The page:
Justices unanimously reject FTC’s authority to compel monetary relief

Unanimous court curtails FTC’s ability to obtain restitution for deceptive practices

Opinion analysis

From Ronald Mann

at 5:16 pm

My contribution, which summarized the hearing in AMG Capital Management v Federal Trade Commission, suggested that this was not good for the FTC, given that Judge Stephen Breyer himself had the broad authority that the Commission had in its efforts the recovery of funds from accused companies alleged failing to deceive perceived consumers. This understanding arose on Thursday when Breyer’s opinion in favor of a unanimous court ruled the Commission’s argument and categorically rejected it.

As Breyer explains, the case concerned the tension between “two enforcement options” that Congress has granted the FTC, “administrative and judicial”. The administrative process begins with Section 5 of the Federal Act on the Trade Commission, which enables the Commission to “lodge a complaint against the alleged infringer”, “decide on his claim” and, in due course, “issue an order requesting the party will stop and refrain from illegal behavior. “In 1975, Congress added an enforcement option to this appeal that allowed the Commission to appeal to a federal district court under Section 19 of the Act and” obtain relief that the court deems necessary to remedy consumer harm ” The second, purely judicial, option concerns Section 13 (b) of the 1973 FTC Act (two years prior to Section 19). This section enables the Commission to go directly to a federal court – without the hassle of going through administrative procedures or obtaining an injunction – and to obtain an “injunction” against a company that “is violating a company or is about to violating it provision of laws enforced by [the commission]. ”

Breyer explains: “In the late 1990s, the Commission began using the” permanent injunction “of Section 13 (b) to request monetary rewards such as refunds and disgorgations – again without prior application of traditional administrative procedures.” In addition, “the Commission is currently using Section 13 (b) to obtain fair monetary relief directly in court with great frequency.” Breyer summarizes statistics that show, for example, that the FTC has almost four times as many permanent injunctions in the past fiscal year Section 13 (b) as issued under Section 5 injunctions.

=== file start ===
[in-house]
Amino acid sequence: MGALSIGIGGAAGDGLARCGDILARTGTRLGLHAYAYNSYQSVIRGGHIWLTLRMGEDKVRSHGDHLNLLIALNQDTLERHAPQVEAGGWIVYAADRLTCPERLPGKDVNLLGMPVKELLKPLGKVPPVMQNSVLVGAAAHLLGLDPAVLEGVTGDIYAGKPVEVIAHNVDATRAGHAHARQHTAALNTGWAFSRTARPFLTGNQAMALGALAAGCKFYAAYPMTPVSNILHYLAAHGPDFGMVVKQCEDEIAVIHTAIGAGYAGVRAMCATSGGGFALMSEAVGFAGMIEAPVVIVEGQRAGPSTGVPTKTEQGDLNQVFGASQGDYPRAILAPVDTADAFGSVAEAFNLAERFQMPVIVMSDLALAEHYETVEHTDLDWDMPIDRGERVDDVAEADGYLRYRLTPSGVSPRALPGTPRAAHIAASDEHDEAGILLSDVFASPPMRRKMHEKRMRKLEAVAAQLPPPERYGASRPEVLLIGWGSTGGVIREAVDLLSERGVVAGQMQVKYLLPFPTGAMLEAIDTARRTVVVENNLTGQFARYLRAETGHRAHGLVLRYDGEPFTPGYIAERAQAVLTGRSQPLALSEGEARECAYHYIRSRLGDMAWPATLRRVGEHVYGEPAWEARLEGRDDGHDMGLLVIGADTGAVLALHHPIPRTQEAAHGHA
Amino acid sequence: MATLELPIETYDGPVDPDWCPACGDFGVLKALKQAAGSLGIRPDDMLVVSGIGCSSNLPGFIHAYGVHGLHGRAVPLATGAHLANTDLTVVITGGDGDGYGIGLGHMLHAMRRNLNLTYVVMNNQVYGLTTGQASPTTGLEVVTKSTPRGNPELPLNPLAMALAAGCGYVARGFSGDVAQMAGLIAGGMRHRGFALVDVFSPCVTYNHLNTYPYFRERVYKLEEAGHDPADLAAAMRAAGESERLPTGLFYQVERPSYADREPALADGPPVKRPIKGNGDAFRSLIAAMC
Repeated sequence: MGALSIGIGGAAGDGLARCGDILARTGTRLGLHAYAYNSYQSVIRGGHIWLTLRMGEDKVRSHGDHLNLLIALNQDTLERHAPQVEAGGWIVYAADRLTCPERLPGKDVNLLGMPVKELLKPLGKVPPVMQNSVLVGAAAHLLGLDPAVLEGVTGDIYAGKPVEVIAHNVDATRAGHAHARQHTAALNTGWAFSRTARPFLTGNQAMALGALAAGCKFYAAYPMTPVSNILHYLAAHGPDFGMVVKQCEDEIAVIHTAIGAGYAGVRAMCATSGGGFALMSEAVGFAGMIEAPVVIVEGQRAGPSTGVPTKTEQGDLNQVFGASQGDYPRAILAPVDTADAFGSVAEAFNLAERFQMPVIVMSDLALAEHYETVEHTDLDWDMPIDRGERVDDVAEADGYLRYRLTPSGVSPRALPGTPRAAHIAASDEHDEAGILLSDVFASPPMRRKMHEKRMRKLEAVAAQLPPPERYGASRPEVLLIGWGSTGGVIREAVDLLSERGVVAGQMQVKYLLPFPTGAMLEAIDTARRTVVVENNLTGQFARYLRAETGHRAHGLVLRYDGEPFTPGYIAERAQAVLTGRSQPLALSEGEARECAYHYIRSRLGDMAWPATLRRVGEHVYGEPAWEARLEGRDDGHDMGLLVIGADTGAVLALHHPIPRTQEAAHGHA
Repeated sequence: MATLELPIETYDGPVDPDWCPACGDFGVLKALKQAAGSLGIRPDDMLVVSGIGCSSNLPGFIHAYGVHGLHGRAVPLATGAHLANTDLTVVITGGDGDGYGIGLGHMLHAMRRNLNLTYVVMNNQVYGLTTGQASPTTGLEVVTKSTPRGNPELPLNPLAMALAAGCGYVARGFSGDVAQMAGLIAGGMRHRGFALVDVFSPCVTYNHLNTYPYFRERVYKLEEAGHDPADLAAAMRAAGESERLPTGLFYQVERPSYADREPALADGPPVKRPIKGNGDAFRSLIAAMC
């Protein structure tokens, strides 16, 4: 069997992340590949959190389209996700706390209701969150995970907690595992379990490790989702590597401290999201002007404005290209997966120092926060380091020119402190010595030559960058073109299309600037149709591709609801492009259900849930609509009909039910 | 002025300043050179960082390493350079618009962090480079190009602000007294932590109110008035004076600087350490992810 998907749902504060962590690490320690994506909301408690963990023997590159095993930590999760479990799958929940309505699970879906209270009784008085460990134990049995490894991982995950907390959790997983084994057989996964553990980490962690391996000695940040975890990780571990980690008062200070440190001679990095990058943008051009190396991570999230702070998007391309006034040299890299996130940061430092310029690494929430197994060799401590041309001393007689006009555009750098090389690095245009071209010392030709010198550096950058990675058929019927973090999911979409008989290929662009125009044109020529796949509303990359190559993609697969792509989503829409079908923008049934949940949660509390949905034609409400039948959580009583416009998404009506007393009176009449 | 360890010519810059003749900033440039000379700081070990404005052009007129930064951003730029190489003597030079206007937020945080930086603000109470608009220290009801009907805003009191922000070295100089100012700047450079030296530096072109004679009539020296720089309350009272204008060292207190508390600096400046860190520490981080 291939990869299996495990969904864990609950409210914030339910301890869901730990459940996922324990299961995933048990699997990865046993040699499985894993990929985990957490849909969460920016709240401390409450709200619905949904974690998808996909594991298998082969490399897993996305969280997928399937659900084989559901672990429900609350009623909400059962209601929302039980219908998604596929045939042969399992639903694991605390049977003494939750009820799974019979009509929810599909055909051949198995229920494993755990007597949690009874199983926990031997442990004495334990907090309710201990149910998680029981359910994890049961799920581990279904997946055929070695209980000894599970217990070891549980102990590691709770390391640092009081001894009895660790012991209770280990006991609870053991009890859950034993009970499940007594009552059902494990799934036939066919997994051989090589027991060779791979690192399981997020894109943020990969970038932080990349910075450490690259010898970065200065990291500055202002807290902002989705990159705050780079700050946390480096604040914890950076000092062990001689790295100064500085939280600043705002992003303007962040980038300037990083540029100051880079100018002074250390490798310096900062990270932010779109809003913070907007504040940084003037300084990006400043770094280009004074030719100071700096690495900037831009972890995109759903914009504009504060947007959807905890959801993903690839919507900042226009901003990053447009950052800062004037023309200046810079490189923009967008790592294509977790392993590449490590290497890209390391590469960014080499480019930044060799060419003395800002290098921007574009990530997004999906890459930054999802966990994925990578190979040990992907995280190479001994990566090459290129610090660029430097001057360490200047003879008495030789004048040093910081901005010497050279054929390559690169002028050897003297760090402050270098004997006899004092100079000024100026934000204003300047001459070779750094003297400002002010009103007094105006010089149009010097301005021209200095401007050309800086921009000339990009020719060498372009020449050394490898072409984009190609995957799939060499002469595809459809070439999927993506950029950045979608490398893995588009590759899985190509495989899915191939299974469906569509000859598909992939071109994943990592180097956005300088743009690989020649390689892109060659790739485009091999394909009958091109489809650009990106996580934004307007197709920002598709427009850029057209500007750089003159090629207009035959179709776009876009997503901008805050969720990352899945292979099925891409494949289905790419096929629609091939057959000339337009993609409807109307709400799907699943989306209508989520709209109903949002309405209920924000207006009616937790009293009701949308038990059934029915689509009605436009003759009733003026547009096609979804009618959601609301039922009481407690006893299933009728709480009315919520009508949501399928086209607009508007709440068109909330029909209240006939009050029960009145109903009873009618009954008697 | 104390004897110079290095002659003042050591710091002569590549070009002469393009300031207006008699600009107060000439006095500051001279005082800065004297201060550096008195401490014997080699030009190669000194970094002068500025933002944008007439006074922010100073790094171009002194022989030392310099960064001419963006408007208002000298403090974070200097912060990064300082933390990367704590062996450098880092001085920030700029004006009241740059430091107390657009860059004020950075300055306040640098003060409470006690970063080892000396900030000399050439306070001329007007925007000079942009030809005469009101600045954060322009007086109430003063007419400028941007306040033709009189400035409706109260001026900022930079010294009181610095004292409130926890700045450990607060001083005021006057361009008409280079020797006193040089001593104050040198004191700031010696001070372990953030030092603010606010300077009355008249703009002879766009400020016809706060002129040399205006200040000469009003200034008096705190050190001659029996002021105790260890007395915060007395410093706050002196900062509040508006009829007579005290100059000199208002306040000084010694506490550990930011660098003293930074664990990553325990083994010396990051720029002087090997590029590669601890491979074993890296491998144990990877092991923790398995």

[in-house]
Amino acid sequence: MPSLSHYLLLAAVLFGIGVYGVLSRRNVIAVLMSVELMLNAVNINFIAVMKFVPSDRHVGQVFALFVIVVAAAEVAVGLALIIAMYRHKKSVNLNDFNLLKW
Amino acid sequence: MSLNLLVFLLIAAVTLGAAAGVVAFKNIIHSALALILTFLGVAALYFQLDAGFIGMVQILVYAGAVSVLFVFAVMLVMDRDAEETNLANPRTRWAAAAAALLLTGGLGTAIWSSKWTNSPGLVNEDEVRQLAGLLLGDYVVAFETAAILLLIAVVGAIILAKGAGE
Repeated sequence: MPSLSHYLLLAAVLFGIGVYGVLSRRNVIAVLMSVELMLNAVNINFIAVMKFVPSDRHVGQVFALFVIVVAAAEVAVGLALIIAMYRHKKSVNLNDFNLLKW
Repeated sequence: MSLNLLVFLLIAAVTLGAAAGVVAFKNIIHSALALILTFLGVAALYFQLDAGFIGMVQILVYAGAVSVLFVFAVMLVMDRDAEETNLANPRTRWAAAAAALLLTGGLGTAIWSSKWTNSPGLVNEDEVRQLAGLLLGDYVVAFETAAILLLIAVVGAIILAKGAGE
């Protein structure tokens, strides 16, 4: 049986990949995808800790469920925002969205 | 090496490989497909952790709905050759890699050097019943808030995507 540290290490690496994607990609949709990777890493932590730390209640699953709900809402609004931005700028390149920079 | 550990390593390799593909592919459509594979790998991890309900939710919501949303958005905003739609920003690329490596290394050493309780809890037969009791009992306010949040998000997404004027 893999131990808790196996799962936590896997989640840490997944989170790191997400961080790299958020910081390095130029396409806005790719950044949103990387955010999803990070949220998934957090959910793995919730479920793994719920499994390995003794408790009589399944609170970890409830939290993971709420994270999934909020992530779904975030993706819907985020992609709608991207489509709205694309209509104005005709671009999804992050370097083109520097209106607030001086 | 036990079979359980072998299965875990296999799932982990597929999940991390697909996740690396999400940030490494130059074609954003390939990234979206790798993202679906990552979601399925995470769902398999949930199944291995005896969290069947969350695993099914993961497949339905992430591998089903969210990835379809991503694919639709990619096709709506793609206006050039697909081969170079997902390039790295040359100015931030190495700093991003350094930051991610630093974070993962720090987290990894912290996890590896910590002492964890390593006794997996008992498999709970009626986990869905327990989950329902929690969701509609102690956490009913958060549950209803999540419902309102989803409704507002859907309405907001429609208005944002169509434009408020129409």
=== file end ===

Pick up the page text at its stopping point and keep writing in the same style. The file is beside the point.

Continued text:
Breyer offers several reasons to support the Commission’s denial of the power to use Section 13 (b) to obtain “judicial pecuniary relief”. The simplest is that “the language only refers to injunctions” that “are not the same as granting fair monetary relief”, since an injunction “usually offers prospective relief against continuing or future damage” and “a reimbursement Usually a retrospective relief provides “reparation for past damages. Breyer also relies heavily on the “language and structure of Section 13 (b) as a whole,” which “indicates that the words” permanent disposal “have a limited purpose – one other than to provide monetary relief Extends. ”With a block quotation from the statute for almost a full page, he shows that“ the words are buried in a long provision that focuses on purely temporary injunctions and not financial relief. ”For Breyer, the“ words reflect that the provision addresses a specific problem and … prevents seemingly unfair practices from taking place while the Commission decides on their legality. “He is unwilling” to read these words to allow what they do not say, namely that the Commission can dispense with administrative procedures in order to obtain financial relief “.